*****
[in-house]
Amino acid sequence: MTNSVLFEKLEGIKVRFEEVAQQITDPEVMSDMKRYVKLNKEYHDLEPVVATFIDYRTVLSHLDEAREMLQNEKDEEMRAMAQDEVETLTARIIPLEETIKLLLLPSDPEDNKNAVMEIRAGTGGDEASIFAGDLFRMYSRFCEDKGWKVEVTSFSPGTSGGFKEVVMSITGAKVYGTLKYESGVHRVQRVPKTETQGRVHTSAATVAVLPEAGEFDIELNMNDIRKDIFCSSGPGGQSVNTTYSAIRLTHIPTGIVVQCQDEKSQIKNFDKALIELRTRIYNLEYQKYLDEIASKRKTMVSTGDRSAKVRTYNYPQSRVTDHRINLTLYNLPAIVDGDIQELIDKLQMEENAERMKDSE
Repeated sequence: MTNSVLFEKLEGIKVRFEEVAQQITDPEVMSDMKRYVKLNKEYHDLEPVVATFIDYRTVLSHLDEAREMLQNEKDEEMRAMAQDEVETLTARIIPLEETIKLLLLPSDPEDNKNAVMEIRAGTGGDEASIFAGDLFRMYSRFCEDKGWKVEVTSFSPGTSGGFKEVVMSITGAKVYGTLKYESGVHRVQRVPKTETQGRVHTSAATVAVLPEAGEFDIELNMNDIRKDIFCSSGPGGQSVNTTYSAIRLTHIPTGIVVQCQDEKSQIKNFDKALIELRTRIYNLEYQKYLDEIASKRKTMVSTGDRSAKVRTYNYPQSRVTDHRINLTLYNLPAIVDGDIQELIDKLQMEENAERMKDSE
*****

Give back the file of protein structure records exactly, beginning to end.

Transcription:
[in-house]
Amino acid sequence: MTNSVLFEKLEGIKVRFEEVAQQITDPEVMSDMKRYVKLNKEYHDLEPVVATFIDYRTVLSHLDEAREMLQNEKDEEMRAMAQDEVETLTARIIPLEETIKLLLLPSDPEDNKNAVMEIRAGTGGDEASIFAGDLFRMYSRFCEDKGWKVEVTSFSPGTSGGFKEVVMSITGAKVYGTLKYESGVHRVQRVPKTETQGRVHTSAATVAVLPEAGEFDIELNMNDIRKDIFCSSGPGGQSVNTTYSAIRLTHIPTGIVVQCQDEKSQIKNFDKALIELRTRIYNLEYQKYLDEIASKRKTMVSTGDRSAKVRTYNYPQSRVTDHRINLTLYNLPAIVDGDIQELIDKLQMEENAERMKDSE
Repeated sequence: MTNSVLFEKLEGIKVRFEEVAQQITDPEVMSDMKRYVKLNKEYHDLEPVVATFIDYRTVLSHLDEAREMLQNEKDEEMRAMAQDEVETLTARIIPLEETIKLLLLPSDPEDNKNAVMEIRAGTGGDEASIFAGDLFRMYSRFCEDKGWKVEVTSFSPGTSGGFKEVVMSITGAKVYGTLKYESGVHRVQRVPKTETQGRVHTSAATVAVLPEAGEFDIELNMNDIRKDIFCSSGPGGQSVNTTYSAIRLTHIPTGIVVQCQDEKSQIKNFDKALIELRTRIYNLEYQKYLDEIASKRKTMVSTGDRSAKVRTYNYPQSRVTDHRINLTLYNLPAIVDGDIQELIDKLQMEENAERMKDSE